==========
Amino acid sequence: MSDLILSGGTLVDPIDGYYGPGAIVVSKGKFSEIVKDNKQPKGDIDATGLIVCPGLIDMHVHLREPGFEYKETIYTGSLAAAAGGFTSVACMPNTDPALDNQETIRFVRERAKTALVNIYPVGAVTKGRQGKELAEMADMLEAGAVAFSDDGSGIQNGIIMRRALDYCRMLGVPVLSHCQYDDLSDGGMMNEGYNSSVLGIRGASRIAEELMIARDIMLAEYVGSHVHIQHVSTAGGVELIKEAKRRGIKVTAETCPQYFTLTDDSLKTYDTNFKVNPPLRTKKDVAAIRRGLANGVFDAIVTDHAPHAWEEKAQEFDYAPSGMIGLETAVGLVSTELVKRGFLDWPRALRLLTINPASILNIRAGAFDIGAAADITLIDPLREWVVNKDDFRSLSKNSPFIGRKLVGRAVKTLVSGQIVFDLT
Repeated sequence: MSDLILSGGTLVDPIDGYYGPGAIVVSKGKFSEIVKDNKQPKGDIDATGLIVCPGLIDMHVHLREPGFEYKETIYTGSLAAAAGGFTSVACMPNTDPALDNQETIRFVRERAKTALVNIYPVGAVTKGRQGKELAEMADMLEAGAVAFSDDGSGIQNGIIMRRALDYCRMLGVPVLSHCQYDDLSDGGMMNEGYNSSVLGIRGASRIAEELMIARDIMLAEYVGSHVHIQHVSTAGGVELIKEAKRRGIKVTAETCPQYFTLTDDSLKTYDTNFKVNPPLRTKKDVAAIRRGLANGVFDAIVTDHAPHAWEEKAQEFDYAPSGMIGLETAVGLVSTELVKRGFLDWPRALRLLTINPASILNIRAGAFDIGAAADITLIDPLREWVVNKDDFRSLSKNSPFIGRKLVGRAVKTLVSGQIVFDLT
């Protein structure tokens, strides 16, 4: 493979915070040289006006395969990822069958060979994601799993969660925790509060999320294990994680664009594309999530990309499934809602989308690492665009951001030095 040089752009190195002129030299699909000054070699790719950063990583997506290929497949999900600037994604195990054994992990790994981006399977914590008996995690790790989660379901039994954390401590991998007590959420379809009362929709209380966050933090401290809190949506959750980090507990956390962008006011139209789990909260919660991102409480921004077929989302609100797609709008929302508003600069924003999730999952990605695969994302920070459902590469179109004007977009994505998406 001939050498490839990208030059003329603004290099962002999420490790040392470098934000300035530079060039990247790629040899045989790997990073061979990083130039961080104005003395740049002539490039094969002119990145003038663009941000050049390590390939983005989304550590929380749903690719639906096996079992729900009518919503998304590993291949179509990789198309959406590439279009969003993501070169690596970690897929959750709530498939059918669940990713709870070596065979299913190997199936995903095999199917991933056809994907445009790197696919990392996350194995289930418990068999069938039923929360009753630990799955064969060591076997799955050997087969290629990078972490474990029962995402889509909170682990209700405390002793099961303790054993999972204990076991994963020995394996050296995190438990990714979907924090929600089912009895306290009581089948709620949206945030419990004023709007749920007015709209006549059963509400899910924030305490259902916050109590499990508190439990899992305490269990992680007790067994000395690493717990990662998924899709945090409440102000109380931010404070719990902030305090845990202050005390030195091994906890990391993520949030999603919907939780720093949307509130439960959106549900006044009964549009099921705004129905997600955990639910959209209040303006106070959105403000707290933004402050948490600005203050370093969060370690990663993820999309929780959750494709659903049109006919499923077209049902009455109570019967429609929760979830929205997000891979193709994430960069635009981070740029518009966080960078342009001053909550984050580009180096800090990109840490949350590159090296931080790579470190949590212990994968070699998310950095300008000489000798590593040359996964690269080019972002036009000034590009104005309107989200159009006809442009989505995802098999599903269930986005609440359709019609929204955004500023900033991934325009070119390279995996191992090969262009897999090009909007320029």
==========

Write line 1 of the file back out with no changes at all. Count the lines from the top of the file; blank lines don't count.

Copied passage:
Amino acid sequence: MSDLILSGGTLVDPIDGYYGPGAIVVSKGKFSEIVKDNKQPKGDIDATGLIVCPGLIDMHVHLREPGFEYKETIYTGSLAAAAGGFTSVACMPNTDPALDNQETIRFVRERAKTALVNIYPVGAVTKGRQGKELAEMADMLEAGAVAFSDDGSGIQNGIIMRRALDYCRMLGVPVLSHCQYDDLSDGGMMNEGYNSSVLGIRGASRIAEELMIARDIMLAEYVGSHVHIQHVSTAGGVELIKEAKRRGIKVTAETCPQYFTLTDDSLKTYDTNFKVNPPLRTKKDVAAIRRGLANGVFDAIVTDHAPHAWEEKAQEFDYAPSGMIGLETAVGLVSTELVKRGFLDWPRALRLLTINPASILNIRAGAFDIGAAADITLIDPLREWVVNKDDFRSLSKNSPFIGRKLVGRAVKTLVSGQIVFDLT